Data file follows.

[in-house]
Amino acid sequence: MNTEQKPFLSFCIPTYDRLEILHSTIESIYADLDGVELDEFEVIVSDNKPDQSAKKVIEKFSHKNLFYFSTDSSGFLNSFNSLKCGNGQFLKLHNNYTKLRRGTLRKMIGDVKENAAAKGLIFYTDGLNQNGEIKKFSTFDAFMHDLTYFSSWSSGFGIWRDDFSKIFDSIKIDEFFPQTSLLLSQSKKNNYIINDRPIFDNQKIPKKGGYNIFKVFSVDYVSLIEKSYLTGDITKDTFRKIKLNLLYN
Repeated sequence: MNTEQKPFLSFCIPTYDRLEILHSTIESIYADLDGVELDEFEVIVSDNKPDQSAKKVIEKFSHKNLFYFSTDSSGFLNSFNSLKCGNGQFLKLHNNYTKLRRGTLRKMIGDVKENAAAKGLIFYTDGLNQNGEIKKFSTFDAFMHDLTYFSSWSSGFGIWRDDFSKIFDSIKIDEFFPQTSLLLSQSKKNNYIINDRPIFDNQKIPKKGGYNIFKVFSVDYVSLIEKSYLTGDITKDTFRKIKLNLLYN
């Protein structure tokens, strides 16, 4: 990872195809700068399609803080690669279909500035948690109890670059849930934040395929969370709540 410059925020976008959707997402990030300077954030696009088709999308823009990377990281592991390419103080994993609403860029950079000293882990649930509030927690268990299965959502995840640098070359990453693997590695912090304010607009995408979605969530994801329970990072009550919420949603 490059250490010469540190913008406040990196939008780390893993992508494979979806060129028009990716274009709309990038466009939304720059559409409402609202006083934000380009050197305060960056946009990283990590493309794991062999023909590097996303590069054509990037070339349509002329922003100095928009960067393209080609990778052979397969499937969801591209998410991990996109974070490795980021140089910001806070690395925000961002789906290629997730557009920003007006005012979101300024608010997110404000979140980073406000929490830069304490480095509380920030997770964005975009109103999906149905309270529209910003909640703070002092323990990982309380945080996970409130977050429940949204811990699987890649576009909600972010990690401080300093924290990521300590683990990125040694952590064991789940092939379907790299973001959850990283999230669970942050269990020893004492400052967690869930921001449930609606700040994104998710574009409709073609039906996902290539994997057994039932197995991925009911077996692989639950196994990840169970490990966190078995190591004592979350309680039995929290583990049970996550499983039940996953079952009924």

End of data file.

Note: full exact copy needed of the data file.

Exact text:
[in-house]
Amino acid sequence: MNTEQKPFLSFCIPTYDRLEILHSTIESIYADLDGVELDEFEVIVSDNKPDQSAKKVIEKFSHKNLFYFSTDSSGFLNSFNSLKCGNGQFLKLHNNYTKLRRGTLRKMIGDVKENAAAKGLIFYTDGLNQNGEIKKFSTFDAFMHDLTYFSSWSSGFGIWRDDFSKIFDSIKIDEFFPQTSLLLSQSKKNNYIINDRPIFDNQKIPKKGGYNIFKVFSVDYVSLIEKSYLTGDITKDTFRKIKLNLLYN
Repeated sequence: MNTEQKPFLSFCIPTYDRLEILHSTIESIYADLDGVELDEFEVIVSDNKPDQSAKKVIEKFSHKNLFYFSTDSSGFLNSFNSLKCGNGQFLKLHNNYTKLRRGTLRKMIGDVKENAAAKGLIFYTDGLNQNGEIKKFSTFDAFMHDLTYFSSWSSGFGIWRDDFSKIFDSIKIDEFFPQTSLLLSQSKKNNYIINDRPIFDNQKIPKKGGYNIFKVFSVDYVSLIEKSYLTGDITKDTFRKIKLNLLYN
């Protein structure tokens, strides 16, 4: 990872195809700068399609803080690669279909500035948690109890670059849930934040395929969370709540 410059925020976008959707997402990030300077954030696009088709999308823009990377990281592991390419103080994993609403860029950079000293882990649930509030927690268990299965959502995840640098070359990453693997590695912090304010607009995408979605969530994801329970990072009550919420949603 490059250490010469540190913008406040990196939008780390893993992508494979979806060129028009990716274009709309990038466009939304720059559409409402609202006083934000380009050197305060960056946009990283990590493309794991062999023909590097996303590069054509990037070339349509002329922003100095928009960067393209080609990778052979397969499937969801591209998410991990996109974070490795980021140089910001806070690395925000961002789906290629997730557009920003007006005012979101300024608010997110404000979140980073406000929490830069304490480095509380920030997770964005975009109103999906149905309270529209910003909640703070002092323990990982309380945080996970409130977050429940949204811990699987890649576009909600972010990690401080300093924290990521300590683990990125040694952590064991789940092939379907790299973001959850990283999230669970942050269990020893004492400052967690869930921001449930609606700040994104998710574009409709073609039906996902290539994997057994039932197995991925009911077996692989639950196994990840169970490990966190078995190591004592979350309680039995929290583990049970996550499983039940996953079952009924």